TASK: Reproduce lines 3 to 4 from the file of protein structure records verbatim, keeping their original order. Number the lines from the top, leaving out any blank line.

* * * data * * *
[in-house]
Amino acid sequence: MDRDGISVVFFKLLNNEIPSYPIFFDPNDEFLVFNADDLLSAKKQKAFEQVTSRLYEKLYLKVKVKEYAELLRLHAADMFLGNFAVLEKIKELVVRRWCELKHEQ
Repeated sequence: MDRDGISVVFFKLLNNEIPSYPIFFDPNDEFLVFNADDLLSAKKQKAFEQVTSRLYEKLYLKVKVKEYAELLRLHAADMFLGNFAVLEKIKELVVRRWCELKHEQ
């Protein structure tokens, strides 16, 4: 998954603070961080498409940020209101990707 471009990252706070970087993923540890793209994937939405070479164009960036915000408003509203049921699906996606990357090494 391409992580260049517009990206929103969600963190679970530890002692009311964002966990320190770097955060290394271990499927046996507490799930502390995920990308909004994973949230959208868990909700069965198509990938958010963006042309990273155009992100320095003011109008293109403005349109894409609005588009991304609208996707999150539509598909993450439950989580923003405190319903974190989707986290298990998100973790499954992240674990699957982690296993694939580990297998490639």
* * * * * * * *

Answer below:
Repeated sequence: MDRDGISVVFFKLLNNEIPSYPIFFDPNDEFLVFNADDLLSAKKQKAFEQVTSRLYEKLYLKVKVKEYAELLRLHAADMFLGNFAVLEKIKELVVRRWCELKHEQ
């Protein structure tokens, strides 16, 4: 998954603070961080498409940020209101990707 471009990252706070970087993923540890793209994937939405070479164009960036915000408003509203049921699906996606990357090494 391409992580260049517009990206929103969600963190679970530890002692009311964002966990320190770097955060290394271990499927046996507490799930502390995920990308909004994973949230959208868990909700069965198509990938958010963006042309990273155009992100320095003011109008293109403005349109894409609005588009991304609208996707999150539509598909993450439950989580923003405190319903974190989707986290298990998100973790499954992240674990699957982690296993694939580990297998490639």